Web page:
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Epigenome-wide DNA methylation profiling of healthy COVID-19 recoverees reveals a unique signature in circulating immune cells

By Johanna Huoman, Shumaila Sayyab, Eirini Apostolou, Lovisa Karlsson, Lucas Porcile, Muhammad Rizwan, Sumit Sharma, Jyotirmoy Das, Anders Rosen, Maria Lerm

Posted 06 Jul 2021
medRxiv DOI: 10.1101/2021.07.05.21260014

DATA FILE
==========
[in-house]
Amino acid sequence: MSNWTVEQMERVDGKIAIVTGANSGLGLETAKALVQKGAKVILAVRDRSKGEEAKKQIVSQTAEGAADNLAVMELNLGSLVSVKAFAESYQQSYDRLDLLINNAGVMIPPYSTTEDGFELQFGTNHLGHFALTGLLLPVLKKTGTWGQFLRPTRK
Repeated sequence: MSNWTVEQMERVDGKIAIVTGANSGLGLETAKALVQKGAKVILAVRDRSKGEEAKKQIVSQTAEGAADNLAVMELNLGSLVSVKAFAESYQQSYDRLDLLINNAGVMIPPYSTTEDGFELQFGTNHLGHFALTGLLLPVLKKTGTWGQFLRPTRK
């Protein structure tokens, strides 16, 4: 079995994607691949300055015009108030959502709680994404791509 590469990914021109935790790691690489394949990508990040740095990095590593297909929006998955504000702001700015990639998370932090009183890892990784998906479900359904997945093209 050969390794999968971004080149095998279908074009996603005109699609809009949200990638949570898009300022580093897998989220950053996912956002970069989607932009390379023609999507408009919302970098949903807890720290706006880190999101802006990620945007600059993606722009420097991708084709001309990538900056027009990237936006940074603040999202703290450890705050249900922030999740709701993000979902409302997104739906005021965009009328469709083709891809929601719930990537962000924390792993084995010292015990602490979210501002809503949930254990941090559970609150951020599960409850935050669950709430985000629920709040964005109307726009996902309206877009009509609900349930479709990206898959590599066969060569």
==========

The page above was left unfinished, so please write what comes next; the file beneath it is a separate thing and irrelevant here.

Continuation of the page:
Background: Epigenetic alterations upon microbial challenge have been described as both a defence strategy and a result of pathogenic manipulation. While most COVID-19 studies focus on inflammatory and immune-mediated responses, little is known about epigenetic modifications in response to SARS-CoV-2 infection. Methods: Epigenome-wide DNA methylation patterns from COVID-19 convalescents were compared to uninfected controls from before and after the pandemic. Peripheral blood mononuclear cell (PBMC) DNA was extracted from uninfected controls, COVID-19 convalescents and symptom-free individuals with SARS-CoV-2-specific T cell-responses, as well as from PBMCs stimulated in vitro with SARS-CoV-2. Subsequently, the Illumina MethylationEPIC 850K array was performed, and statistical/bioinformatic analyses comprised differential DNA methylation, pathway over-representation and module identification analyses. Results: Differential DNA methylation patterns distinguished COVID-19 convalescents from uninfected controls, with similar results in an experimental SARS-CoV-2 infection model. A SARS-CoV-2-induced module was identified in vivo, comprising 66 genes of which six (TP53, INS, HSPA4, SP1, ESR1 and FAS) were present in corresponding in vitro analyses. Over-representation analyses revealed involvement in Wnt, muscarinic acetylcholine receptor signalling and gonadotropin-releasing hormone receptor pathways. Furthermore, numerous differentially methylated and network genes from both settings interacted with the SARS-CoV-2 interactome. Conclusions: Altered DNA methylation patterns of COVID-19 convalescents suggest recovery from mild-to-moderate SARS-CoV-2 infection leaves longstanding epigenetic traces. As in vitro SARS-CoV-2 infection corroborated in vivo exposure results, this indicates DNA methylation is involved in immune cell responses to challenge with this virus. Future studies should determine whether this reflects host-induced protective antiviral defence or targeted viral hijacking to evade host defence.

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